Dick Clark, The King of New Year’s Eve

Celebrities, People
on December 26, 2004


Dick Clark, who died April 18 from a heart attack at the age of 82, was a fixture of American pop culture for decades. We look back once again on his legacy, as he discussed with us in this American Profile cover story from 2004. —Neil Pond, Editor in Chief

As he’s done for 33 years, Dick Clark will board a plane this week, leaving his balmy beachfront surroundings in Malibu, Calif., for the cold streets of New York City.

Perhaps no living person is more closely associated with a national holiday than Dick Clark, whose Dick Clark’s New Year’s Rockin’ Eve on ABC has become as much a New Year’s tradition in many homes as champagne and an off-key rendition of Auld Lang Syne. Although the show is in its third decade, it remains hotter than ever: Nearly 21 million people watched last year’s show, the third-largest audience ever.

"It never gets old because you never know what’s going on," says Clark, 75. "I get the headset on, and they’re screaming and yelling, ‘Do this! Do that!’ I don’t want to destroy the illusion, but it is not all that much fun for me.

"I’m working, trying to put pieces together and integrate things. You’ve got to pretty much be on your toes for that. I’ve been up since 5 or 6 a.m. I do hundreds of radio and television interviews all around."

Clark is hoping this New Year’s Eve broadcast is peaceful and uneventful, except of course, for what happens onstage. "I remember one year, we were going through the Iran hostage crisis, and the man who owned Number One Times Square from where we drop the ball had darkened the whole building and would not drop the ball," he says. "I had to go to him and plead, ‘For God’s sake, don’t do this. It will draw attention to the fact that there are hostages in Iran. You’re going to destroy people’s party. That’s only part of our world.’ I had him turn the lights down for a period of time and let me talk about it (on air)."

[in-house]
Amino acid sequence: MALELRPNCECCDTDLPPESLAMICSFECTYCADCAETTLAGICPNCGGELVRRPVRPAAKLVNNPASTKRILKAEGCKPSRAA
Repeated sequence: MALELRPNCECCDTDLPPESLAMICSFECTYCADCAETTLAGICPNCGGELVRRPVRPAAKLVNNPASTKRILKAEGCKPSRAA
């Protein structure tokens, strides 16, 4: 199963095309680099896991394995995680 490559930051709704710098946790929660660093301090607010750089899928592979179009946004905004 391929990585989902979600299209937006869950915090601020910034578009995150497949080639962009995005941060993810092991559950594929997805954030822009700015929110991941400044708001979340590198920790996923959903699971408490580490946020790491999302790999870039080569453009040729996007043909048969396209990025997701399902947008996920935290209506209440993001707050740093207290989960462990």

So why doesn’t Clark just hand the microphone to someone else and take the holiday week off? He says, "The fact that people will invite you to what is a special occasion in their lives, like a wedding, birthday or anniversary. It’s nice that this event belongs to everybody. To see somebody in June and have them say, ‘Hey! See you on New Year’s,’ is nice."

An ordinary childhood